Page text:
The two club rivals Lionel Messi has faced most often in his record-shredding career are Real Madrid and Atletico Madrid.
Across 72 matches against those La Liga foes, the Argentina international has scored 52 times and won 38 of them. Extraordinary stats.
The English teams who have most often tried to figure out a way to smother Barcelona’s No. 10 in the Champions League are, in order, Chelsea, Arsenal, Manchester City and Manchester United.
Against Arsenal, City and United he’s scored 17 goals in 16 games — winning 11 times and losing only three. If anything, that amounts to a still more stellar performance level than his “Messifying” of the two Madrid giants. But then there is Messi against Chelsea, which, for a host of reasons, has produced one of the great anomalies of modern football.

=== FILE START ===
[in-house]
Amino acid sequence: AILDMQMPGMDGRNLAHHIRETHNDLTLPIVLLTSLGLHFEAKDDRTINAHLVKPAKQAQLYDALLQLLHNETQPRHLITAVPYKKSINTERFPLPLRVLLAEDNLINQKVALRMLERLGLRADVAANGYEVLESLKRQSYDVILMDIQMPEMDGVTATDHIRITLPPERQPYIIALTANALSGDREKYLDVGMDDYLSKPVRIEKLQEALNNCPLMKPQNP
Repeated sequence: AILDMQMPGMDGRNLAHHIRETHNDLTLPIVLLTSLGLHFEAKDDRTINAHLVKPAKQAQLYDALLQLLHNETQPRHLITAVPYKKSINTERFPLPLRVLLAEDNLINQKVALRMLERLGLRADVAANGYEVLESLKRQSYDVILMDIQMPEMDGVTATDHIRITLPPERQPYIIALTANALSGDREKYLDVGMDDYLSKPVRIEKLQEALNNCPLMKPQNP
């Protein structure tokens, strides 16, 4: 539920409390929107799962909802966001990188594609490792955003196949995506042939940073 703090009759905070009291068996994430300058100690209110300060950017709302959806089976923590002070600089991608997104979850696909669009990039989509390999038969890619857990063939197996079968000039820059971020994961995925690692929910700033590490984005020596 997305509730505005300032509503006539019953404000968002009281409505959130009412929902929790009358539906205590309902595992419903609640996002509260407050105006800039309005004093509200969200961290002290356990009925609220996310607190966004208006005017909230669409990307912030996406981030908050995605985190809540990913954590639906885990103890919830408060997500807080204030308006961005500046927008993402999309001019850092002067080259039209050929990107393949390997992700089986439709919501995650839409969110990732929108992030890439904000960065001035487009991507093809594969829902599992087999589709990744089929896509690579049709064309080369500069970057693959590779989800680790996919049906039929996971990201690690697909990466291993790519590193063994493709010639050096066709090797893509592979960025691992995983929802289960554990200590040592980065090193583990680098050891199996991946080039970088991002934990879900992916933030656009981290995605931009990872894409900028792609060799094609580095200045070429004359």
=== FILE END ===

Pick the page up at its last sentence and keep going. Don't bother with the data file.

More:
It is relatively well known that not only has Messi never scored against them across eight games (655 minutes) of football but he has only beaten Chelsea once — which, on Thursday, will be exactly 12 years ago. It’s astonishing.
Given how Messi has, one way or another, embedded his DNA on every other major rivalry during his footballing career this anomaly is like Lewis Hamilton failing his driving test or Britain’s Bletchley Park World War II Enigma code-crackers struggling with a basic Sudoku.
And you can’t simply assign the strangeness to a special “Chelsea’ tactic.” Over the 12 years since he last beat them, while there have been a variety of reasons for him not scoring, Chelsea have used two different keepers, three different managers and a variety of strategies.
What’s that you say? You want a sidebar with more spicy sauce on the meal? Okay. This will be the first time that Messi has faced Chelsea with Thibaut Courtois in goal.
The Belgium international had a no-waffle introduction to life under the yoke of Messi in La Liga. His first three matches against Messi while minding the net for Atleti resulted in three defeats, 11 goals conceded and six of those goals from No. 10.